Sydney rents plunge as fed-up residents move out to escape the overcrowded city and the soaring costs of living
- Sydney house rents plunged by 4.5 per cent to $676 a week during the past year
- Brisbane’s equivalent lease surged by an annual pace of 3.5 per cent to $466
- SQM Research chief Louis Christopher said Sydney rents were set to keep falling
Renting has become a lot cheaper in Australia’s biggest city as fed-up residents move to escape high costs of living.
House and apartment rents have plunged in Sydney during the past year as leasing costs rose in every other state capital, new SQM Research data showed.
Sydneysiders fed-up with crowded trains and expensive accommodation costs are moving out.
House and apartment rents have plunged in Sydney during the past year as leasing costs rose in every other state capital, new SQM Research data showed. Sydneysiders fed-up with crowded trains (Town Hall station pictured) are moving out
How much are you paying for rent?
SYDNEY: House $676.10 (down 4.5 per cent); unit $497.90 (down 3.3 per cent)
MELBOURNE: House $524.70 (down 0.4 per cent); unit $418.40 (up 2.2 per cent)
BRISBANE: House $466.20 (up 3.5 per cent); unit $378 (up 1.9 per cent)
PERTH: House $440.40 (up 4.1 per cent); unit $337.70 (up 5.1 per cent)
ADELAIDE: House $399.40 (up 3.7 per cent); unit $312.10 (up 4.7 per cent)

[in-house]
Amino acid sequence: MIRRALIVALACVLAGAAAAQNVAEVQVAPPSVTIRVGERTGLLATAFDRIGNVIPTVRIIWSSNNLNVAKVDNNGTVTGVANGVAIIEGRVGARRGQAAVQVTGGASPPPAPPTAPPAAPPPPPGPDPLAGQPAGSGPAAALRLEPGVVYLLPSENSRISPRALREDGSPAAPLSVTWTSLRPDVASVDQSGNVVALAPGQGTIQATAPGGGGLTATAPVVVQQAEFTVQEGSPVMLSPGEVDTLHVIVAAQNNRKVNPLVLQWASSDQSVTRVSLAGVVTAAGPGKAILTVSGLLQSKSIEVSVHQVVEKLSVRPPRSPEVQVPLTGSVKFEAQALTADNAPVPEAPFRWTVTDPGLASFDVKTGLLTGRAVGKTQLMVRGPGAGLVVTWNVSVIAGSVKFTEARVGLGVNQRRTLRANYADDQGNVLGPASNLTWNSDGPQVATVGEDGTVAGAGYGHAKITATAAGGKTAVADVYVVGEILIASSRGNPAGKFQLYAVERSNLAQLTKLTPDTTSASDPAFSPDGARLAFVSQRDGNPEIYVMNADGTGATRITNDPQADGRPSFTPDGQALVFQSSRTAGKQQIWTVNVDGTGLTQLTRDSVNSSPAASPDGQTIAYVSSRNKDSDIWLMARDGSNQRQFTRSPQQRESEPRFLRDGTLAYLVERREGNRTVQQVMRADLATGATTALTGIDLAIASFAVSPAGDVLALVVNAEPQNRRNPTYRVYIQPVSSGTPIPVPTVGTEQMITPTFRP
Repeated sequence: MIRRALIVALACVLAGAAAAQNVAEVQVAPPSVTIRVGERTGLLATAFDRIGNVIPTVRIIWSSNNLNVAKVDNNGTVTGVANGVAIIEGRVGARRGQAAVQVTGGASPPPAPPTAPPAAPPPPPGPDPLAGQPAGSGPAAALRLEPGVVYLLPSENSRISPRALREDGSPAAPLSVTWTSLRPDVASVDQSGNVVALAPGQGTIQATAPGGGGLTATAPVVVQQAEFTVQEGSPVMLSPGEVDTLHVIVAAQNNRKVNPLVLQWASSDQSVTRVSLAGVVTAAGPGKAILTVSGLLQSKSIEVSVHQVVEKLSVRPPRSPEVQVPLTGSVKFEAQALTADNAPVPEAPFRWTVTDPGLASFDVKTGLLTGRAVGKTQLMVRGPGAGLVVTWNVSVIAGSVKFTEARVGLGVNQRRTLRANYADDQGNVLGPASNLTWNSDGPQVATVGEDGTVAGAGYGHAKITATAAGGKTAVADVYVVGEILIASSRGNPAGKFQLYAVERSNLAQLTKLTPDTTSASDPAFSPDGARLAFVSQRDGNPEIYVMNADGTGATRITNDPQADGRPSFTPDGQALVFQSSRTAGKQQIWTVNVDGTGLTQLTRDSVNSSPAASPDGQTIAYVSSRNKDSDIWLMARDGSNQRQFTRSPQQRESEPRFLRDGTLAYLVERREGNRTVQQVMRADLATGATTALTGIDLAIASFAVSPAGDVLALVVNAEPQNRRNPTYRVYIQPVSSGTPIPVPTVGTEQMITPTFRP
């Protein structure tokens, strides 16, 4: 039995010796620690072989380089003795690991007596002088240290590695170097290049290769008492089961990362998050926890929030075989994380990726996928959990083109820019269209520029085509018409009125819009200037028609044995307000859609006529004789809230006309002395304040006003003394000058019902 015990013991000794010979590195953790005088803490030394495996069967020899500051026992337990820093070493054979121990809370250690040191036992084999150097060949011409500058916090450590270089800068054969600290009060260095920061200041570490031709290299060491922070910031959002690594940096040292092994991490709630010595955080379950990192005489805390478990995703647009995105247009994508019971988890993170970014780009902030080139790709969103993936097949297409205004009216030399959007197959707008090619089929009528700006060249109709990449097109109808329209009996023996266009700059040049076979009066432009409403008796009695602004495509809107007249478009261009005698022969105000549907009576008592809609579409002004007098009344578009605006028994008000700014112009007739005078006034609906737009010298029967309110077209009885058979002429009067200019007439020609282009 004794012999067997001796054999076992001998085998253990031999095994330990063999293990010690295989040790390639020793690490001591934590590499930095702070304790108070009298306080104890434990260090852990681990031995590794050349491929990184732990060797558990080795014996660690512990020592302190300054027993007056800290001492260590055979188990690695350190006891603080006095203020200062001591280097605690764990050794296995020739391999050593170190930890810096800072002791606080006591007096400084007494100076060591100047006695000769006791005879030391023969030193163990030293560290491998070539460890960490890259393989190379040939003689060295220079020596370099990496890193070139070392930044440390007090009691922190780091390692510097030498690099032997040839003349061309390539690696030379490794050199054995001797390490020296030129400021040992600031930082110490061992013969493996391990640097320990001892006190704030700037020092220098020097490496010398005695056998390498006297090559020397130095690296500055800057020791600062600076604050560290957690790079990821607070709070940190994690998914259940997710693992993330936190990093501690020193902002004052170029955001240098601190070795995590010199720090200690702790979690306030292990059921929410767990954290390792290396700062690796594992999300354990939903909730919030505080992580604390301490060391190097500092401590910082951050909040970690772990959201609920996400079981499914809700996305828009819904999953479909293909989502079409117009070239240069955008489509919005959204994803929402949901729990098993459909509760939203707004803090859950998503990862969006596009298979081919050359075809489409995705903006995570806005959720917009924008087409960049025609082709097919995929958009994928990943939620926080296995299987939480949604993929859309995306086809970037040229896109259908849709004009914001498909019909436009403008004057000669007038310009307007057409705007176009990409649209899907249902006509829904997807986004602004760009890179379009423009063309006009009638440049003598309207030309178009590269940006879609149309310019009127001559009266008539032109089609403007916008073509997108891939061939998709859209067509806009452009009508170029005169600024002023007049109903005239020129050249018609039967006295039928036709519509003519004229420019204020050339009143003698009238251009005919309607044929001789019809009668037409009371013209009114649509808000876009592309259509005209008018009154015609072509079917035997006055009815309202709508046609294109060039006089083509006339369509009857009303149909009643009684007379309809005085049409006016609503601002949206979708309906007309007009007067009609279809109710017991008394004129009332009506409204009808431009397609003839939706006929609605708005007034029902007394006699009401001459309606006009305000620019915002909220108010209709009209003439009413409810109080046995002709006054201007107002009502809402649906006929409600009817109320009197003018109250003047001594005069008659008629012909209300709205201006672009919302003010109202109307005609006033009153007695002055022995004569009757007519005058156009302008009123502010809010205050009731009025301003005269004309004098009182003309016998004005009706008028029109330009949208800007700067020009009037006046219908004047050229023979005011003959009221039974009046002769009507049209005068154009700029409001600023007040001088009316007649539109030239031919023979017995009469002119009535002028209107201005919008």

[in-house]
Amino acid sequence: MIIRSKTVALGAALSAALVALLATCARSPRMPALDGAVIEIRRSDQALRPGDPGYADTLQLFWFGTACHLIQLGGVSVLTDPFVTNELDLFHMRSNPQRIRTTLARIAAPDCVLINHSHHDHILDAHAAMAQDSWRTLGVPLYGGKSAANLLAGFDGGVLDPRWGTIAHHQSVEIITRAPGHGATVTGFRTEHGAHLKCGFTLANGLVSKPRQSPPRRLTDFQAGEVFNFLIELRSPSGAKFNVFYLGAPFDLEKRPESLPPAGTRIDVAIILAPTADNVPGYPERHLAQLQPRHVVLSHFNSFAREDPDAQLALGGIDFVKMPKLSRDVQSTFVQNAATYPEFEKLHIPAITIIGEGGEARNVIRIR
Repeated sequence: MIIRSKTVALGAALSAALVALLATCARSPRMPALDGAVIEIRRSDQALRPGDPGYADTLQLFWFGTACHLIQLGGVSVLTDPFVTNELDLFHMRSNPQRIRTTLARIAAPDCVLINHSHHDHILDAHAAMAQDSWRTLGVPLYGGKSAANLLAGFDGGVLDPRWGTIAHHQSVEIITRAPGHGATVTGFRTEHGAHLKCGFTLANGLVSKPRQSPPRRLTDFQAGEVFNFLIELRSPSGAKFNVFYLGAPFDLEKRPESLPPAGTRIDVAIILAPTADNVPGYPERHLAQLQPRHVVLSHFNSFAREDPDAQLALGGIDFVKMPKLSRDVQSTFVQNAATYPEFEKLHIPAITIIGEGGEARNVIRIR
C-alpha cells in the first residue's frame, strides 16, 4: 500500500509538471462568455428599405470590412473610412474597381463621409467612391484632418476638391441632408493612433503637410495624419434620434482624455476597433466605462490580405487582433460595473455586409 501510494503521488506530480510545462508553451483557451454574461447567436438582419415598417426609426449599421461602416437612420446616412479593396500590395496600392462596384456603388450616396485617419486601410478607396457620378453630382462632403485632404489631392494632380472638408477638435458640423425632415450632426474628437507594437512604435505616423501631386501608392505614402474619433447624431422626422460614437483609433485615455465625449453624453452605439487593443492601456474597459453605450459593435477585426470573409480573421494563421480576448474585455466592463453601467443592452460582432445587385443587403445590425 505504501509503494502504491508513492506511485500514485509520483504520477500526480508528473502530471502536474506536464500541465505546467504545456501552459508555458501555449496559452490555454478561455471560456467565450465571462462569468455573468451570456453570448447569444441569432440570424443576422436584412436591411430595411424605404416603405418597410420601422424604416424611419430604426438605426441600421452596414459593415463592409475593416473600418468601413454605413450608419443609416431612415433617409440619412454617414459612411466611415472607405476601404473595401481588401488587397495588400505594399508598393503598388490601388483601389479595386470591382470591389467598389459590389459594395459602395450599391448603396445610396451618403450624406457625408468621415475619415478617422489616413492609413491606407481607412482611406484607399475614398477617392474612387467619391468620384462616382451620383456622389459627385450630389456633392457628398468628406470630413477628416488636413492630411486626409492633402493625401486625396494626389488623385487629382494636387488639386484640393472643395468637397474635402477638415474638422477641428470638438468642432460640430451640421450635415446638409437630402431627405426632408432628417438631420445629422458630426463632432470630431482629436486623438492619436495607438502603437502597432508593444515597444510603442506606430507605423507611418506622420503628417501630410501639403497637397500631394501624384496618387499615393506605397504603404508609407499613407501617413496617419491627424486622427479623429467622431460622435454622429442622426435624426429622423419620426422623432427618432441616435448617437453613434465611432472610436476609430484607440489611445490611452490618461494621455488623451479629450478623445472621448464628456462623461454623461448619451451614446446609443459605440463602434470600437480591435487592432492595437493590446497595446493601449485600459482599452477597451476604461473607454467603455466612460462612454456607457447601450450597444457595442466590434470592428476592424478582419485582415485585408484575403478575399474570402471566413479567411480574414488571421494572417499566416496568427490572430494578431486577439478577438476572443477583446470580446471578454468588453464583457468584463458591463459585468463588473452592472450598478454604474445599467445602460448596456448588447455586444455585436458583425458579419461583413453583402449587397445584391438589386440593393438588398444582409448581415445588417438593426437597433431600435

CANBERRA: House $603.20 (down 5.2 per cent); unit $459.40 (up 4.6 per cent)
DARWIN: House $513.10 (down 0.4 per cent); unit $380.30 (down 6.4 per cent)
HOBART: House $442.90 (up 7.6 per cent); unit $412.30 (up 10.3 per cent)
Source: SQM Research median weekly rents in August 2019 with annual changes
SQM Research managing director Louis Christopher said the exodus of renters from Sydney was pushing up prices in Brisbane.
‘There has been a move from Sydney to Brisbane,’ he told Daily Mail Australia on Tuesday.
‘It’s all because Brisbane had a standard of living benefit through the move and that’s been playing out a little bit in the Brisbane rental market.’
To put that into perspective, renting a house in Sydney costs $676 a week while Brisbane’s equivalent median lease is $466.
This has seen tenants vote with their wallets, causing Sydney’s house rents to plunge by 4.5 per cent during the past year as leases for a home with a backyard in Brisbane have soared by 3.5 per cent.
Mr Christopher said Sydney tenants were likely to get an even better deal during the next year as the city’s rental vacancy surged to a new record-high of four per cent.
‘We’re going to see a decrease in rent in the immediate future – we are expecting rents to keep falling in Sydney for the next six months,’ he said.
The release of new housing land in Sydney’s north-west has boosted the supply of accommodation for tenants, and seen the city’s rental vacancy rate surge from 2.8 per cent to 3.4 per cent in the year to August.
SQM Research managing director Louis Christopher said the exodus of renters from Sydney was pushing up prices in Brisbane (pictured is a CityCat ferry passing the Go Between Bridge)
Unlike Sydney, Melbourne has managed to keep more of its residents, with a rental vacancy rate of just two per cent.
‘Melbourne’s experiencing the strongest population expansion compared to all other cities,’ Mr Christopher said.
This has seen apartment rents in the Victorian capital rise by 2.2 per cent during the past year to $418 a week.
Leasing a house, however, has become cheaper with weekly rents falling by 0.4 per cent to $524.70.
Hobart posted the steepest rental increases, with unit leases surging by 10.3 per cent to $412.30 a week.
It has Australia’s lowest vacancy rate of 0.6 per cent.
Unlike Sydney, Melbourne has managed to keep more of its residents, with a rental vacancy rate of just two per cent